“No one came to our help, not even my close neighbor. There is so much panic among people about COVID-19 that our own don’t come near us. The Muslim volunteers helped us in this hour of crisis,” Walavalker, 28, told Arab News.

That same night, 50-year-old Mamdani and his group of volunteers helped another family perform the last rites of an 80-year-old Hindu woman who had also fallen victim to the disease.

The group was formed in late March after a local civic body said: “All dead bodies of COVID-19 patients should be cremated at the nearest crematorium irrespective of religion.”

After reports of a Muslim man being cremated in the Malwani area of the city angered the community, several members met with the authorities and managed to revise the order.

Since then, Mamdani said members of Mumbai’s Bada Qabrastan — the largest cemetery in the city — have extended their services to other communities as well.

“We get calls from different hospitals and people, and they seek our help in taking bodies to their final resting place. We decided to help the victims at this hour of crisis when there was chaos and panic in the city with the number of coronavirus cases increasing every day,” he told Arab News.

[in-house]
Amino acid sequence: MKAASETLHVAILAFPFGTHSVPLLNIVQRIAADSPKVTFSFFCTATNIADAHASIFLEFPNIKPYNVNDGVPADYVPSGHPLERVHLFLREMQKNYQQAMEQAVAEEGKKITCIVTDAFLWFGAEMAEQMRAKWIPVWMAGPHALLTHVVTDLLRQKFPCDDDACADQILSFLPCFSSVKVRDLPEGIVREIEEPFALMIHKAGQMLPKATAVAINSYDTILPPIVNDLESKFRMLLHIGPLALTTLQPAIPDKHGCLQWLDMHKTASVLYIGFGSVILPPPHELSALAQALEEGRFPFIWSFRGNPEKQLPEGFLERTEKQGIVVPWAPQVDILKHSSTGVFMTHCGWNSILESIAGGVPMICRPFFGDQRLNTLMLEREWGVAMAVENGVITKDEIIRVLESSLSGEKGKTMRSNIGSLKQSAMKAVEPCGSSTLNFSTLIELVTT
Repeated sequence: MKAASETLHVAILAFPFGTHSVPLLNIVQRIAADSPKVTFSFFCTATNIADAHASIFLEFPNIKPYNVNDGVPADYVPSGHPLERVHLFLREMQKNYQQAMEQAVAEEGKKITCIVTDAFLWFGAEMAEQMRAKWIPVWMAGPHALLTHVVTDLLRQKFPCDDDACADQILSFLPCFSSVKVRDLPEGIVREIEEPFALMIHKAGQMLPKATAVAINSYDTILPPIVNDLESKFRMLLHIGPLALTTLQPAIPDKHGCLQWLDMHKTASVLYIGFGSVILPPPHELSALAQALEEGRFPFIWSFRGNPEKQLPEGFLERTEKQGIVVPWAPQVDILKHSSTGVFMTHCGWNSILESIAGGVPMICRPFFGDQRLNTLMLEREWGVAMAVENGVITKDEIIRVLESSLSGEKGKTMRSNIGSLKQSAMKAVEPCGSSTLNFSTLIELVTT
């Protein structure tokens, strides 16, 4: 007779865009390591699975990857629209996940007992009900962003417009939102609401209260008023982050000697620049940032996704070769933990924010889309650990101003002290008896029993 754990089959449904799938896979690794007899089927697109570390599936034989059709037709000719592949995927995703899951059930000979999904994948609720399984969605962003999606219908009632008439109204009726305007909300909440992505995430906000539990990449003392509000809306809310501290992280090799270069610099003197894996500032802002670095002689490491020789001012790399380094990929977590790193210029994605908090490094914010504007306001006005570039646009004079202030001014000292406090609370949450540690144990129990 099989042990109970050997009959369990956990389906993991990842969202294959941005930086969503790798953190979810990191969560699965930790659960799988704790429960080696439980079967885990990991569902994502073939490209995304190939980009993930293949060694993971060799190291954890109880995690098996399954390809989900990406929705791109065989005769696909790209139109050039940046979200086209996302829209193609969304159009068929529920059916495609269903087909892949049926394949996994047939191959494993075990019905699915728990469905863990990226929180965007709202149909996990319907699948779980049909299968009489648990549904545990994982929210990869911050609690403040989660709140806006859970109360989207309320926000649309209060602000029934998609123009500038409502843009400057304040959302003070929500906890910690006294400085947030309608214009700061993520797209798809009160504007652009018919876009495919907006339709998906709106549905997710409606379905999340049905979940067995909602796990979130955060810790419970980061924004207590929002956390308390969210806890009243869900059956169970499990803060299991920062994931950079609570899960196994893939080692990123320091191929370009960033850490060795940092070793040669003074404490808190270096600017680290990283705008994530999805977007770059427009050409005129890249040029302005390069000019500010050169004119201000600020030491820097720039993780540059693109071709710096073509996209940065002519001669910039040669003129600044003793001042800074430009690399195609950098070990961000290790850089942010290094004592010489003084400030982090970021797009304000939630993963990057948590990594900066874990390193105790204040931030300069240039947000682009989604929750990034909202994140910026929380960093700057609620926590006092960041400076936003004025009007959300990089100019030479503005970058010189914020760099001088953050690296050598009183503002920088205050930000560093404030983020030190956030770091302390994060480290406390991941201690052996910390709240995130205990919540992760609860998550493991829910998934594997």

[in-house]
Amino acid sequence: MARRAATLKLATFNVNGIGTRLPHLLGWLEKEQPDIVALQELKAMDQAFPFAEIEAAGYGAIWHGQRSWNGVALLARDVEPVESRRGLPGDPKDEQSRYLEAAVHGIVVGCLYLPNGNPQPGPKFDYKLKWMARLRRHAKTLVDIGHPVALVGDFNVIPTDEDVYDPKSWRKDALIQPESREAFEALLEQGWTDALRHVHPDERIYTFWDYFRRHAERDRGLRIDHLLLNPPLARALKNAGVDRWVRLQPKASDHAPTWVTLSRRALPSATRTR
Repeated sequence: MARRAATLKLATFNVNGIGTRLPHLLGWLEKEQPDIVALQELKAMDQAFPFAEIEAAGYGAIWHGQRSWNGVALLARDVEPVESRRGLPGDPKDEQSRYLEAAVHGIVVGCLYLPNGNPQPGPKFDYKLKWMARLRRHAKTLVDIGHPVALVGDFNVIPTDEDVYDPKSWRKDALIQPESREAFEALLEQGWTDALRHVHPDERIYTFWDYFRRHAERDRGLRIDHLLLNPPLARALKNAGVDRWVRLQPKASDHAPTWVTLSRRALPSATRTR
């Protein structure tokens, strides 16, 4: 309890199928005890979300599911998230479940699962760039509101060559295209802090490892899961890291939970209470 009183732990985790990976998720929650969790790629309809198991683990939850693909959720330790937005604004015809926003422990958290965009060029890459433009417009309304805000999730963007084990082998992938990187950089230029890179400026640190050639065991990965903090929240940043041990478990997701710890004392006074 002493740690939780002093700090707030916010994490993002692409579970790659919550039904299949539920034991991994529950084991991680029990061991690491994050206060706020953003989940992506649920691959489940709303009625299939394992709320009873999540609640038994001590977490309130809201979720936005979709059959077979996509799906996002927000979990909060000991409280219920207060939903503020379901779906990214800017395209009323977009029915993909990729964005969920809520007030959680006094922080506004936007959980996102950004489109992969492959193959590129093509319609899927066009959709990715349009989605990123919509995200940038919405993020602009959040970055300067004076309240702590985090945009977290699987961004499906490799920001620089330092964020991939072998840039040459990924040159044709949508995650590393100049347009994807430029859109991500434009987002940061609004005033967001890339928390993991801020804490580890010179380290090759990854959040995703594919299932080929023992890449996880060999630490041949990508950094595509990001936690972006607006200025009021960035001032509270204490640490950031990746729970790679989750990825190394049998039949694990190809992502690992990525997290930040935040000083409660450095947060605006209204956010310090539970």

So far, the group has buried 450 Muslim bodies and cremated over 250 Hindu bodies.

He said their efforts would have been impossible without the Jama Masjid Trust, which oversees the Bada Qabrastan.

“On our request, the government allowed us to bury the dead bodies in seven burial grounds in the city,” he said.

There was one problem, however.

“No one was willing to come forward to collect dead bodies from the hospital and bring them to the cemetery,” Mamdani said.

Through word of mouth, Mamdani said seven Muslim volunteers quickly offered to help out.